Editorials

Animal cruelty at Stanislaus County Fair? No, but wildcat exhibit missed mark

New animals, attractions to see at the 2019 Stanislaus County Fair

The Stanislaus County Fair in Turlock, CA starts July 12 and runs until July 21. New this year are interactive wild animal and stingray exhibits, plus returning favorites like midway rides and live concerts.
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The Stanislaus County Fair in Turlock, CA starts July 12 and runs until July 21. New this year are interactive wild animal and stingray exhibits, plus returning favorites like midway rides and live concerts.

To shut down any criticism of animal abuse — real or perceived — fair organizers in Sonoma County this year are dropping their decades-old tradition called the pig scramble, featuring children charging and diving in the dirt to capture squealing piglets. Unfortunately, our own fair here in Stanislaus County went the other direction.

Complaints about this year’s exotic wildcat exhibit at the fairgrounds in Turlock should have been predictable, if not inevitable. You can’t have thousands of people strolling in 95-degree heat past a relatively small cage, by zoo standards, containing a bored-looking tiger without someone feeling sorry for it.

The Modesto Bee received a letter to the editor whose author was “dismayed and appalled,” calling the exhibit “cruel and inhumane” because the Siberian tiger and other exotics, including a binturong bearcat, a wallaby and a baby serval, were “heartless(ly) displayed in tiny, barren cages.”

Another woman posted a complaint on the Stanislaus County Fair’s Facebook page, saying, “These are not the conditions that these animals are meant to be in. This is absolutely heartbreaking.”

Still another said on her own Facebook page that she was “completely disgusted” and would never return to the fair, whose 10-day run ended Sunday, and urged others to boycott it, too.

I don’t share that view — boycotting the fair. But the criticism is understandable.

The fair is a good thing. For a reasonable entry fee, families wander through exhibits, watch performers and have good times in a usually fun and safe atmosphere.

Four Stanislaus County Sheriff’s deputies were injured, a horse was punched and at least five people were arrested following a brawl on the last day of the Stanislaus County Fair Sunday.

I say usually, because there was that unfortunate melee late Sunday, the last day of the fair, when a man punched a deputy’s patrol horse, four deputies were injured and five people were arrested. It bears noting that alcohol was involved: tensions were running high because one of the beer booths had closed early, making for longer lines at the remaining booths just before the brawl broke out, and the horse puncher was upset that his beer spilled when the horse knocked him down, the sheriff’s department said.

Years back, they used to allow beer sales until 11 p.m. To cut down on late-night unruliness, the fair some time ago moved up that deadline to 10 p.m., and things seemed calmer. But this year, the fair bowed to vendors, who make more money if they sell more beer, and bumped the cutoff to 10:30 p.m. — about the time the brawl broke out. The fair board might want to rethink that policy.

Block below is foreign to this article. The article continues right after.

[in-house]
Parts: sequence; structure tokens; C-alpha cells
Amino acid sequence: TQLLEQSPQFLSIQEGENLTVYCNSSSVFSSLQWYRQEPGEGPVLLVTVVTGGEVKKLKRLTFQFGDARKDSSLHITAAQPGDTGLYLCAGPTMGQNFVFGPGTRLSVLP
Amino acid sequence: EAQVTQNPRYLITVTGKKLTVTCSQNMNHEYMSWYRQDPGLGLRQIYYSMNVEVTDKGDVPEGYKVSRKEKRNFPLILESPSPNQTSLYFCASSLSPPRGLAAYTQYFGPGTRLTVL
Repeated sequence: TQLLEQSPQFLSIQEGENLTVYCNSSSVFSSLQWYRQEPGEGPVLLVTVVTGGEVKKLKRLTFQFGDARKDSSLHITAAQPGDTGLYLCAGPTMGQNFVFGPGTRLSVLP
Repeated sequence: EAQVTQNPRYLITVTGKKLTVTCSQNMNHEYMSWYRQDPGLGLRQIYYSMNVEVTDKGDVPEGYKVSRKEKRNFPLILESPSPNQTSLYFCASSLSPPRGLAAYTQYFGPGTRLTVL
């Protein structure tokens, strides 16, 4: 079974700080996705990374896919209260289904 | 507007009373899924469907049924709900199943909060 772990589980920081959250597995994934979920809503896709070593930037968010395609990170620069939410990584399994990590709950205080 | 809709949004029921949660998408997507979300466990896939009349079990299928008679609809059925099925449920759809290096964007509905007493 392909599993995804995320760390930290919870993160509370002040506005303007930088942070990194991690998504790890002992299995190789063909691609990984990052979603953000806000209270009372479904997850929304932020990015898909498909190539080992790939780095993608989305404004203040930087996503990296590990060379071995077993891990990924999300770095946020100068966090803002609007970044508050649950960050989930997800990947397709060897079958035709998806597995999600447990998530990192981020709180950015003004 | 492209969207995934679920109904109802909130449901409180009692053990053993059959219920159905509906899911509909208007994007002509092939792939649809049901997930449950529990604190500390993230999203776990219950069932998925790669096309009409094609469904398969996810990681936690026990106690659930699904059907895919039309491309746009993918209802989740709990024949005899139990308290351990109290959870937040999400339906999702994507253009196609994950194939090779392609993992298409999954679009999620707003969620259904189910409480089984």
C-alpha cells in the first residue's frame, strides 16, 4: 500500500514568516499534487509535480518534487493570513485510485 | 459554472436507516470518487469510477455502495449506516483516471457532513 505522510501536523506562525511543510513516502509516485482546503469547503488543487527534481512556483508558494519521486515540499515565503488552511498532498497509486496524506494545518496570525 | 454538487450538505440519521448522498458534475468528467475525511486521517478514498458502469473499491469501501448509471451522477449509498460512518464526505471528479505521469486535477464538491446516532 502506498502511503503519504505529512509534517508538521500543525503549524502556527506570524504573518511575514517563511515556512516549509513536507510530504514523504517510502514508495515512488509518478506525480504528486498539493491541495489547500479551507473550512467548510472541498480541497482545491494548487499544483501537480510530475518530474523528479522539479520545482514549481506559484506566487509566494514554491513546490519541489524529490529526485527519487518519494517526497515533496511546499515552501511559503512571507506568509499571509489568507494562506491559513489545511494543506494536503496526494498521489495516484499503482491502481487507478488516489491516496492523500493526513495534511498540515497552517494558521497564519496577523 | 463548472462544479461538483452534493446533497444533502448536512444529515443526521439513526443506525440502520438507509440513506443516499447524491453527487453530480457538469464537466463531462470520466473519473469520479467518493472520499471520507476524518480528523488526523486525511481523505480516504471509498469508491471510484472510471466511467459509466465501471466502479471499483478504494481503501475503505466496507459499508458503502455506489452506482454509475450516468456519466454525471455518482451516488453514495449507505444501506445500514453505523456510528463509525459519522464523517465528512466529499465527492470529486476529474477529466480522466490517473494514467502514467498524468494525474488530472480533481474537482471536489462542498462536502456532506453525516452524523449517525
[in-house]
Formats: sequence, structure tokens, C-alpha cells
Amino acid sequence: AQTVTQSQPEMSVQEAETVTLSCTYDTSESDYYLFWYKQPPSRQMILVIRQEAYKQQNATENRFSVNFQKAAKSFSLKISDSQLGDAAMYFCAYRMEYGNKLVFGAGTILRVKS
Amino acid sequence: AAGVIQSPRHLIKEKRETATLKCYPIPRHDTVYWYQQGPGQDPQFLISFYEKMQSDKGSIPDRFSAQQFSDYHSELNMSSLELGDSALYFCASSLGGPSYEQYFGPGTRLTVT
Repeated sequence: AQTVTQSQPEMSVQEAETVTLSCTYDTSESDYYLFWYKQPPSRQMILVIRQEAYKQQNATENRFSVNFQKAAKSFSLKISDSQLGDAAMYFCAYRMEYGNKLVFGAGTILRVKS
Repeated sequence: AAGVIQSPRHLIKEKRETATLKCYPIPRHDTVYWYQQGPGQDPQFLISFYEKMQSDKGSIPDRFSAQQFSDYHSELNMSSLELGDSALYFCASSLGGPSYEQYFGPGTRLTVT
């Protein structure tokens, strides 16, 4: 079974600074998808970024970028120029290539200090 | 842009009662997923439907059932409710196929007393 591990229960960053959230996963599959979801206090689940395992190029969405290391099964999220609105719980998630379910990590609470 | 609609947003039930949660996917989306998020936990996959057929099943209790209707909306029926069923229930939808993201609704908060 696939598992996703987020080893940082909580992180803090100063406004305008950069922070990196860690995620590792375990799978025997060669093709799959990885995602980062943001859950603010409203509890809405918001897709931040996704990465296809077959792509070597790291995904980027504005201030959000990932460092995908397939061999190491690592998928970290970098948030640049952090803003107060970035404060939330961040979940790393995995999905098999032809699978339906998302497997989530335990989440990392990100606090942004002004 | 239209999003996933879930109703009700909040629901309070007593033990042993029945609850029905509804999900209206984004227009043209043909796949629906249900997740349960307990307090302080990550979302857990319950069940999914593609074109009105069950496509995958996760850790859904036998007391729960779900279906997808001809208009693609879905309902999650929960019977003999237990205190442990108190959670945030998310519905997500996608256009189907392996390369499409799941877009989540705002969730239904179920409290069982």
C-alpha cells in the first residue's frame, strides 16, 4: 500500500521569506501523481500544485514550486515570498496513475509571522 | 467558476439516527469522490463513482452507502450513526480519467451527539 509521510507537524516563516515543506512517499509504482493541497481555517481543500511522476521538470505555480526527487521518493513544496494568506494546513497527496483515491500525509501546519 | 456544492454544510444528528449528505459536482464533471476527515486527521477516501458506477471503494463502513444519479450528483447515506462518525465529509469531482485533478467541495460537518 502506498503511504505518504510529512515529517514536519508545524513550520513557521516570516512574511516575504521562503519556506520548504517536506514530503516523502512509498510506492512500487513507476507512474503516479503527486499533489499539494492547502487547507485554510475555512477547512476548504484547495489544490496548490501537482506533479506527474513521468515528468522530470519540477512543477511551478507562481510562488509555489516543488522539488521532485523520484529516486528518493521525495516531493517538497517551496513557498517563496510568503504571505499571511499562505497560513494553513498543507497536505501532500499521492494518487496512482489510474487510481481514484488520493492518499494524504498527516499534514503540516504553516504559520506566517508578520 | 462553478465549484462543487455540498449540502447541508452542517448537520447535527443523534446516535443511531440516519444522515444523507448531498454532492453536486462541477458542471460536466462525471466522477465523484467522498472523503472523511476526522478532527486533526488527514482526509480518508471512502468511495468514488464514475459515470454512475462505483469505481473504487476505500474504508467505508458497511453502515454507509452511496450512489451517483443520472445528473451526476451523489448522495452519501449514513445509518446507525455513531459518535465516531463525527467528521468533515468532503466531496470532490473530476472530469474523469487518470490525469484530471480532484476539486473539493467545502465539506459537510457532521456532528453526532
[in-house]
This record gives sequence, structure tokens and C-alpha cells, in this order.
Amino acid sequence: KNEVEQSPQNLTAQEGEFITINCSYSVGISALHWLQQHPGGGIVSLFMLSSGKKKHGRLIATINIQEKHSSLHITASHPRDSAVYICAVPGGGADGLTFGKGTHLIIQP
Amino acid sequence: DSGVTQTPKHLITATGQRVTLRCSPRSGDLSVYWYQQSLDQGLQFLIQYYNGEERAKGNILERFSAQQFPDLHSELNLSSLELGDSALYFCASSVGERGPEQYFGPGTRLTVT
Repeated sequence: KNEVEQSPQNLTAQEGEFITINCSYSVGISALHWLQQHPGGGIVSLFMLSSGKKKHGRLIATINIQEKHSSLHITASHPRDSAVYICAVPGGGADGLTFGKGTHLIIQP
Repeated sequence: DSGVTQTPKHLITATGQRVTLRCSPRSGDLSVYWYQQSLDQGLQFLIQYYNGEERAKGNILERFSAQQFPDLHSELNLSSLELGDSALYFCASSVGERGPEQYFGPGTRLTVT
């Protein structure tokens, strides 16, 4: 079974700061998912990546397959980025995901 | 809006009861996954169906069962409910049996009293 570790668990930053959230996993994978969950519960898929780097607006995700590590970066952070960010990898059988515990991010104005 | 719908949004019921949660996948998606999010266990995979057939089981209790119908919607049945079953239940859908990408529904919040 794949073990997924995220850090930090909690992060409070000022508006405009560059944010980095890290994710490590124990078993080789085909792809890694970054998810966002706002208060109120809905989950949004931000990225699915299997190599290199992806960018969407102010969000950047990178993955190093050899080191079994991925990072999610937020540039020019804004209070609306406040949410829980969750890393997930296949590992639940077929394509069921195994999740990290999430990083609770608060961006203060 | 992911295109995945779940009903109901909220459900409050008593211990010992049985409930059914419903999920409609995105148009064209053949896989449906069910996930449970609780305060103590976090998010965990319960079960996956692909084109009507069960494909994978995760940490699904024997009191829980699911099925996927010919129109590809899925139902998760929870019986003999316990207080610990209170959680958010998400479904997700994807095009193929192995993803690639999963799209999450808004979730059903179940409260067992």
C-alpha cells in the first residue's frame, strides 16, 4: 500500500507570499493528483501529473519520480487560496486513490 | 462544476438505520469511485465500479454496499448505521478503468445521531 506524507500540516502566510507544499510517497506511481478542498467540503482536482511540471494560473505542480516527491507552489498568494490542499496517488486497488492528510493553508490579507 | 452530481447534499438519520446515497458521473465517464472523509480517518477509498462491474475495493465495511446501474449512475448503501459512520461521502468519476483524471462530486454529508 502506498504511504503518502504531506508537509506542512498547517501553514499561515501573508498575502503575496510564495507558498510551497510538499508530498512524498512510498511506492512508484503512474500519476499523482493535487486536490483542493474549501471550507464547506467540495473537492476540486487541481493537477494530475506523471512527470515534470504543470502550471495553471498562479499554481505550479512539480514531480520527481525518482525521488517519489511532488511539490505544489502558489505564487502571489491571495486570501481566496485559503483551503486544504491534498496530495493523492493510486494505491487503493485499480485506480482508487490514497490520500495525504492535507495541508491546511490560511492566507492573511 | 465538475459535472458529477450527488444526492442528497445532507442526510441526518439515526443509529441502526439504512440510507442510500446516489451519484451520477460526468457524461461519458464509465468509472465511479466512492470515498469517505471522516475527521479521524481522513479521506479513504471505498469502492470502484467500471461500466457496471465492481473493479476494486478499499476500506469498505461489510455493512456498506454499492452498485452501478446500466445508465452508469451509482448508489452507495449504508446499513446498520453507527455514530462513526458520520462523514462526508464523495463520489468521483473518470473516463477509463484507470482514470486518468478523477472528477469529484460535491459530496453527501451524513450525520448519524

They also should reconsider their Walk in the Wild exhibit, with the wildcats.

Strident animal cruelty protests effectively forced Ringling Bros. to shut down its elephant acts in 2016. SeaWorld San Diego ended its theatrical orca shows in 2017. Instead of staging its usual pig scramble, the Sonoma County Fair next month will have kids carrying watermelons slicked with vegetable oil through an obstacle course — specifically because people had started to complain about cruelty, real or perceived, to piglets.

Did we really need to put a tiger and a lynx out for everyone to see, and an inevitable few to complain about?

BC Tiger.JPG
The tiger at the Stanislaus County Fair in the day before opening night Brian Clark bclark@modbee.com

“We really wanted to bring an educational component to the fair,” spokeswoman Adrenna Alkhas told me Tuesday. People could read posted information about the wildcats. They were well fed and treated with kindness, she said, and enjoyed a constant breeze from big air coolers, just like cattle and pigs and goats in livestock exhibits across the fairground.

Many of those farm animals will end up on the dinner table long before the wildcats die of old age, by the way. That’s our food supply system and it works well.

The nonprofit exploiting these exotic animals, Oregon-based A Walk on the Wild Side, rescues all sorts of strange critters; they currently have 175, of 84 different species, their website says. “They were all facing an uncertain future and possible death sentence before being adopted by our facility,” it says. Staff is committed to treating each with loving respect, it says, and Alkhas called them “amazing people to work with.”

I’m good with that. I’m just not sure we need them at the fair.

This is the information age. Are kids really all that intrigued to watch a wallaby watching them?

If they are, take them to the zoo, where tigers typically have room enough to run about and not just sit in a cramped cage. Micke Grove is just up Highway 99 in Lodi; Applegate Park is just down the road in Merced. There also are zoos in Sacramento, Fresno and Oakland.

My guess, though, is far more people around here will head to “The Lion King” in theaters than went to see the yawning real thing at the fairground.

Garth Stapley is The Modesto Bee’s Opinions page editor. Before this assignment, he worked 25 years as a Bee reporter, covering local government agencies and the high-profile murder case of Scott and Laci Peterson.
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